Published: September 21, 2012
By Margaret Munro
Now he and his colleagues have to travel more than 1,000 kilometres north into the Beaufort Sea to even find the ice.
And it’s nothing like the thick, impenetrable ice of Arctic lore.
This year the ice is “rotten” practically all the way to the North Pole, says Barber, a veteran Arctic researcher and director of the Centre for Earth Observation Science at the University of Manitoba.
“The multi-year ice, what’s left of it, is so heavily decayed that it’s really no longer a barrier to transportation,” he says, explaining how melt ponds have left much of the ice looking like Swiss cheese.
“You could have taken a ship right across the North Pole this year,” says Barber, whose research team was involved in a 36-day research cruise in the Beaufort on a Canadian Coast Guard ship.
The Arctic ice loss this summer shattered the record set in 2007. It hit the low point last weekend, covering 3.41 million square kilometers, or 24 per cent, of the Arctic Ocean, according to the U.S.National Snow and Ice Data Center, which has been tracking the ice with satellites since the late 1970s.
This year’s minimum is nearly 50-per -cent lower than the 1979 to 2000 average.
While the ice loss documented by the NSIDC is record-setting, Barber says the reality in the Arctic is ever worse.
The U.S. numbers are about “a 15-per-cent over-estimation of how much ice is actually there,” says Barber. That’s because satellites have trouble discerning ice conditions, he says, and will count heavily decayed ice as solid.
Regardless of who is doing the counting, he and other scientists consider the ice loss remarkable. And they say the impact will be felt far beyond the Arctic.
“It’s a globally significant change on our planet,” Barber said in an interview.
Many expect the Arctic could be “seasonally ice free” in the summer within a decade.
“I’d say 2020, plus or minus five years,” says Barber.
At that point the planet will be without its icy dome for the first time in eons.
A recent study that looked back 1,450 years indicates the current Arctic ice melt has already eclipsed the medieval warm period of about 1,000 years ago.
“The level that we are at now is unprecedented over the last 1,450 years,” says Barber. “And as far as we know we have to go back over a million years to find a period when the Arctic was seasonally ice-free in the summer.”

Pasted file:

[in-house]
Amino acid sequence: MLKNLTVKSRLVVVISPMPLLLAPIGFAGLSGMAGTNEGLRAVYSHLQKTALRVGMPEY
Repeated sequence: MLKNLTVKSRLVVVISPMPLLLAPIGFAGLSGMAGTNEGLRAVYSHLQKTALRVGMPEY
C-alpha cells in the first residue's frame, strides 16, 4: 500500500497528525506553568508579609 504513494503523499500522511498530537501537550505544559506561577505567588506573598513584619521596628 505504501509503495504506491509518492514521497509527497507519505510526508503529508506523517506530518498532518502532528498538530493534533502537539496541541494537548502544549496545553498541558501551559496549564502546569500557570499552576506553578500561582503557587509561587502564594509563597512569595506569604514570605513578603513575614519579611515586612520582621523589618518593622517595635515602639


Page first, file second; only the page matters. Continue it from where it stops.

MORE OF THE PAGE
The Arctic melt is also happening faster than at any time in the planet’s past, says Barber, noting that the geological and historical records indicate it took tens of thousands of years to move to a seasonally-ice-free Arctic in the past.
“Now we are getting there in tens of years, not tens of thousands of years,” he says. “And we don’t know how the Earth is going to respond because we have never seen such a rapid change before.”
Environmentalists and scientists were quick this week to call for cuts in greenhouse gas emissions to slow the global warming that is melting the ice.
James Hansen, a prominent and outspoken NASA climate scientist, said the Arctic melting shows the risks society is running by failing to limit emissions produced by burning oil, coal and gas.
“The scientific community realizes that we have a planetary emergency,” said Hansen. “It’s hard for the public to recognize this because they stick their head out the window and don’t see that much going on.”
“We can see very viscerally in the ice how warming temperatures are changing the Earth’s environment,” Walt Meier, of U.S. NSIDC told a media briefing this week.
He and other researchers say the Arctic melt is just the tip of the iceberg.
Rising global temperaturess are also transforming northern ecosystems, melting permafrost and shattering ancient ice shelves. Giant icebergs from the disintegrating shelves are now sailing through Canada’s Beaufort Sea, creating a new hazard for oil rigs, says Barber, whose team is involved in national and international efforts to get a read on the new Arctic reality and it implications.
Global warming is also altering the oceans. More warm, salty water from the North Atlantic is flowing in the Arctic, and may be helping speed up ice melt.
Another concern is rising sea level. Arctic ice is already in the ocean so does not raise sea level when it melts. But the extra heat being absorbed by the Arctic Ocean due to the ice loss appears to be accelerating melting of the Greenland ice sheet, which does raise sea levels.
The growing expanse of open Arctic water, which traps a lot more of the sun’s heat than reflective ice, is also altering polar storms and winds, says Barber. And this in turn may be linked to the increasingly strange and extreme weather seen from New Orleans to Newfoundland.
Statistical evidence suggests the changes in the Arctic are slowing the jet stream and pushing it further south, leading to more “persistent” climate patterns – be it rain, drought or sunshine, he says. The challenge now is to understand the physical mechanism.
”Our society, our civilization and how we live our lives – it’s all predicated on a stable climate system,” says Barber, who notes that the planet has undergone abrupt climate change in the past and could do so again.
“The take-home message for people is we are running an experiment with Earth’s climate system,” says Barber, and greenhouse gases are contributing to enormous change – like melting Arctic ice – that is happening much faster than anticipated.
mmunro (at) postmedia.com
© COPYRIGHT – POSTMEDIA NEWS